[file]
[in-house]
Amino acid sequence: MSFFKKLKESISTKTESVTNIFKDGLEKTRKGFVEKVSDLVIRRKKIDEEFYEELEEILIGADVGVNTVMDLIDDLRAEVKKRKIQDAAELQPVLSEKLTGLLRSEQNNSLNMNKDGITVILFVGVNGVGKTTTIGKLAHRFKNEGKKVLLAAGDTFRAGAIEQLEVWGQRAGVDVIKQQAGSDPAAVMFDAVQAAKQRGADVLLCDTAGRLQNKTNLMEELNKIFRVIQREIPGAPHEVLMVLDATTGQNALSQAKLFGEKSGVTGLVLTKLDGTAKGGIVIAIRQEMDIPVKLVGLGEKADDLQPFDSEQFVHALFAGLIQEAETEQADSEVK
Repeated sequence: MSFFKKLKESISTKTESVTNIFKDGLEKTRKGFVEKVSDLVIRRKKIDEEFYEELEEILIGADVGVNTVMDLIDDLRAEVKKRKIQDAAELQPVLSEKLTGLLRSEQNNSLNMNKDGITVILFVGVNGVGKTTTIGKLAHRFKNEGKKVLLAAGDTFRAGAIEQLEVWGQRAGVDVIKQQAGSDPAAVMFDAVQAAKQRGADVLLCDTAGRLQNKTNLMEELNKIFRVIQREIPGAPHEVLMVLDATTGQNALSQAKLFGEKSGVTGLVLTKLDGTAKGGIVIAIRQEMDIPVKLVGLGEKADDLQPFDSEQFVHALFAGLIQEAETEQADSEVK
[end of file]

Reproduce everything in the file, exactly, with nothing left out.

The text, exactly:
[in-house]
Amino acid sequence: MSFFKKLKESISTKTESVTNIFKDGLEKTRKGFVEKVSDLVIRRKKIDEEFYEELEEILIGADVGVNTVMDLIDDLRAEVKKRKIQDAAELQPVLSEKLTGLLRSEQNNSLNMNKDGITVILFVGVNGVGKTTTIGKLAHRFKNEGKKVLLAAGDTFRAGAIEQLEVWGQRAGVDVIKQQAGSDPAAVMFDAVQAAKQRGADVLLCDTAGRLQNKTNLMEELNKIFRVIQREIPGAPHEVLMVLDATTGQNALSQAKLFGEKSGVTGLVLTKLDGTAKGGIVIAIRQEMDIPVKLVGLGEKADDLQPFDSEQFVHALFAGLIQEAETEQADSEVK
Repeated sequence: MSFFKKLKESISTKTESVTNIFKDGLEKTRKGFVEKVSDLVIRRKKIDEEFYEELEEILIGADVGVNTVMDLIDDLRAEVKKRKIQDAAELQPVLSEKLTGLLRSEQNNSLNMNKDGITVILFVGVNGVGKTTTIGKLAHRFKNEGKKVLLAAGDTFRAGAIEQLEVWGQRAGVDVIKQQAGSDPAAVMFDAVQAAKQRGADVLLCDTAGRLQNKTNLMEELNKIFRVIQREIPGAPHEVLMVLDATTGQNALSQAKLFGEKSGVTGLVLTKLDGTAKGGIVIAIRQEMDIPVKLVGLGEKADDLQPFDSEQFVHALFAGLIQEAETEQADSEVK